Clients treat their laptops as if they were an imaginary physical appendage of their own body. Computers, both desktop models and laptops are stolen by the truckloads each year, and can also be accessed in other ways without your knowledge or consent. Is yours next?

Security Summary:

Saturday, March 08, 2008

The Four Noble Truths of Apple

The big story in the high tech media this week pertaining to Apple Computer was about Steve Jobs.

I am wondering if the story that matters, where people matter, lies submerged. When I read what passes for news in the American press, I have learned to ignore the headlines and look for the real story. The real story is usually staring, glaringly, back at us. One opens the eyes allowing the outside words to refract freely within.

Wandering too late amidst the cold, mountainous wasteland of paper words, the red maples interrupt the reluctant sun.

Fortune Magazine could be expected, almost by definition, to be ignorant about the value of people. The Trouble with Steve Jobs, relates facts about Jobs' pancreatic cancer and the many months passing without having notified Apple stockholders. Okay. Fair enough. It's a story. The stockholders, presumably, would have been angry with Jobs' had he suffered a demise without declaring beforehand his "demisable" condition. Fortunately for Apple, and the stockholders, and Apple people like me who not just use Apple products but live by them, he is still among the quick. Fortunate for himself and his family, foremost.

Another story lies somewhere on the surface of any corporate media reporting, found floundering, just itching to be read. Where people matter. Corporate feudalism among the cubicle tenant farmers pounding out programs at Apple lies beneath a transparent veneer of power, and the abuse of power.

The assertion in the Fortune Mag article that Jobs is a Buddhist poses a conundrum.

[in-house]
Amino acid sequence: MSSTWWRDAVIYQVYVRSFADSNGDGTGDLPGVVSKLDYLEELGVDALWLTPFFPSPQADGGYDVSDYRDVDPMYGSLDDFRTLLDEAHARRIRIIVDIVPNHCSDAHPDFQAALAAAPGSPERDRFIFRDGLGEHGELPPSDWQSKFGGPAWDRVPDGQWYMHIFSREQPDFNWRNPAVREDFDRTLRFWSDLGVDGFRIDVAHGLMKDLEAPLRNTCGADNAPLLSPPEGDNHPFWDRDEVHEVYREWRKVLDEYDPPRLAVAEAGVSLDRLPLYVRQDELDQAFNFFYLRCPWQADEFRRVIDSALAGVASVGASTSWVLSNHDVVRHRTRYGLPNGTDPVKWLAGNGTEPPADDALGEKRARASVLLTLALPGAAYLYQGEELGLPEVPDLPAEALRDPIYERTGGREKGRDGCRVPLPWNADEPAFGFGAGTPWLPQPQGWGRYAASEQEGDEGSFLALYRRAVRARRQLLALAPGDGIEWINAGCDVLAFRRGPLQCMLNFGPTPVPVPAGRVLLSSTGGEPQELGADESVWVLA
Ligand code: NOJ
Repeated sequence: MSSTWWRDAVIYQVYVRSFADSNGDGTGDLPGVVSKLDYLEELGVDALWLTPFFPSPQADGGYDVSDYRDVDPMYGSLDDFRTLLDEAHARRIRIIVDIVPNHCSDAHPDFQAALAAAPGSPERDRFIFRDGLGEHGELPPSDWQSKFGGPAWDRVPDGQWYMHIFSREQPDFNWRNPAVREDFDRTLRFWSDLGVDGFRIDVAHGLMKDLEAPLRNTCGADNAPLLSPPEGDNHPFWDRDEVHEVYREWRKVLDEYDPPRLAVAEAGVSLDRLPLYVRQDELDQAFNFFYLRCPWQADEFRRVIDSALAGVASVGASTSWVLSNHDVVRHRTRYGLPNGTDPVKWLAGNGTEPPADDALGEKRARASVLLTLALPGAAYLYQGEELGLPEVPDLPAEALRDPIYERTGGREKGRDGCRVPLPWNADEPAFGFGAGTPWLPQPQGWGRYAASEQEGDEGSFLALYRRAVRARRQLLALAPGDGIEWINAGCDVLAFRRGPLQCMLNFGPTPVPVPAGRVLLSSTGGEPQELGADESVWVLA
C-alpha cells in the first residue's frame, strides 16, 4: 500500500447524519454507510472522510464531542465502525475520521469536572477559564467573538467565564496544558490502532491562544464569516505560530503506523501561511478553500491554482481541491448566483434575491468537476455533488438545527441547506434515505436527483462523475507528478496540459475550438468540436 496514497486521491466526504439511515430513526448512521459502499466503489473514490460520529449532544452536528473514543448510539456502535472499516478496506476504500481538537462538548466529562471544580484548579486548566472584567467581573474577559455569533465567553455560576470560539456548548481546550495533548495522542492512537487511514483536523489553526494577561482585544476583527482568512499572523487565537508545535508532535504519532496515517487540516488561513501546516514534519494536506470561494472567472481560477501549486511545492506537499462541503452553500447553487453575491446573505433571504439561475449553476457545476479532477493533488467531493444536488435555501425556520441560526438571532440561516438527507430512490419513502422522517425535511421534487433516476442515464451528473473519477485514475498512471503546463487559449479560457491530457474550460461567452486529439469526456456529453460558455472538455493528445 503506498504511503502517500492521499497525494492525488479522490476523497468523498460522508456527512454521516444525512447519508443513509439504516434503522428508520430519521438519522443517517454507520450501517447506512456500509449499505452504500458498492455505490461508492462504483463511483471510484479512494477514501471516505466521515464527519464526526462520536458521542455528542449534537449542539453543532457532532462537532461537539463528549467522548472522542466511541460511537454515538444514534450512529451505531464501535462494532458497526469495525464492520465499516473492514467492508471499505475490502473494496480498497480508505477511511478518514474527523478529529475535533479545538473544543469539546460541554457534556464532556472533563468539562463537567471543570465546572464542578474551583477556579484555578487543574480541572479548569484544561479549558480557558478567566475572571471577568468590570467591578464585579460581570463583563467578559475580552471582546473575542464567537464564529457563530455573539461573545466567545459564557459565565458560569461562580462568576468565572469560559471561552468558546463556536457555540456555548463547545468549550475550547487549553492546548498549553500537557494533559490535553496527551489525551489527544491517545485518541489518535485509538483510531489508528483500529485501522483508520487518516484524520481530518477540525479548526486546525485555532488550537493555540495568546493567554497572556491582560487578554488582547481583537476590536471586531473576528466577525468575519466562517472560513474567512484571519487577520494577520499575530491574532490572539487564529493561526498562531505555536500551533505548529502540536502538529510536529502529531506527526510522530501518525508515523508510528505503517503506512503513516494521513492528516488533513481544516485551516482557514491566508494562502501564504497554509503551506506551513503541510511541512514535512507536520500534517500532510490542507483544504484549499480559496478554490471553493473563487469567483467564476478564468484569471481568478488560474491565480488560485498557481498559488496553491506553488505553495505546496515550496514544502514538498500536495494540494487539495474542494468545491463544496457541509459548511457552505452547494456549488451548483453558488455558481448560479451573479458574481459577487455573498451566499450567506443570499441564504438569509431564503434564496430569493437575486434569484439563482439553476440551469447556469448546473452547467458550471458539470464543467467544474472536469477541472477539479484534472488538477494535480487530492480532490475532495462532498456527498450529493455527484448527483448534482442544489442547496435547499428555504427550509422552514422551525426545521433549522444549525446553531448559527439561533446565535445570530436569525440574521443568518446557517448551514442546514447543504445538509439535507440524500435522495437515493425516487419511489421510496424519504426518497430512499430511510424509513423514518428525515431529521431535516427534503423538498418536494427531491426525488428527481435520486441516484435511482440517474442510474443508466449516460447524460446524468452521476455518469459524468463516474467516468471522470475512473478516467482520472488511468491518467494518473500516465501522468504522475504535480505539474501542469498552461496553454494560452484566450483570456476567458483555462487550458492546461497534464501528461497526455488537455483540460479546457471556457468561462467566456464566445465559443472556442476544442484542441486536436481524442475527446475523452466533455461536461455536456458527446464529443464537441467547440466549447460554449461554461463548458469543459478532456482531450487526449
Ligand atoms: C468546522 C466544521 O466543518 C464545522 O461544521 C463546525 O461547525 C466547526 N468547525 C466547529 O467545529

In one sentence? Isn't that rather like combining the words "Bush" and "humanitarian" in one sentence? Makes you scratch your head.

Do words have any on-the-ground meaning anymore? Did they ever? The most powerful, and insidious, propaganda isn't what we think it is. It's not posters proclaiming "War is Peace" but rather the unconscious, or deliberate, use of language in a context where that expression has no meaning. The accidental oxymoron is a direct path to discovering the foundations of cultural power relations. Human consciousness is an instrumental, illusory veneer smeared over bubbling biology.

None, yet the words roll on as if we address the subtext as real, when it's not.


What does it mean to be a Buddhist?
What does it mean to assert that Steve Jobs is a Buddhist?
Do the two landscapes of language intersect? and if so, how?

Not knowing Steve Jobs. Never having met the man, I must resort to hearsay and "reports." That caveat plopped down here and now, yet no one would characterize Jobs' middle name as compassion. What has been said about this very public figure strays far from what one associates with Buddhism. He has been described as a tyrant in the workplace, as a man ready and willing to dish out in generous portions, verbal abuse directed at employees. When software programing at Apple doesn't follow the Diamond Sutra path of perfection, Jobs' cosmic job seems to more closely approximate Shiva, than a Bodhisattva.

The Four Noble Truths of Apple
  1. Life is suffering—and if you work at Apple Inc, you can count on it.
  2. The origin of suffering is attachment—to Steve Jobs.
  3. The cessation of suffering is attainable—the Infinite Loop is an illusion!
  4. The end of suffering is along the Eight-Fold Path—down the hall, make a left; exit.

Where in Apple Inc, or in the larger context of our culture, do we publicly acknowledge that people matter? Never take the corporate media seriously, says the plastic Laughing Buddha!

Thursday, March 06, 2008

The Tao of SOHO

I spend your money.

Let's call a spade a spade. Just calling me in to your home office, and dollars vanish from your wallet. Why should you do this? What's in it for you? Where is the value?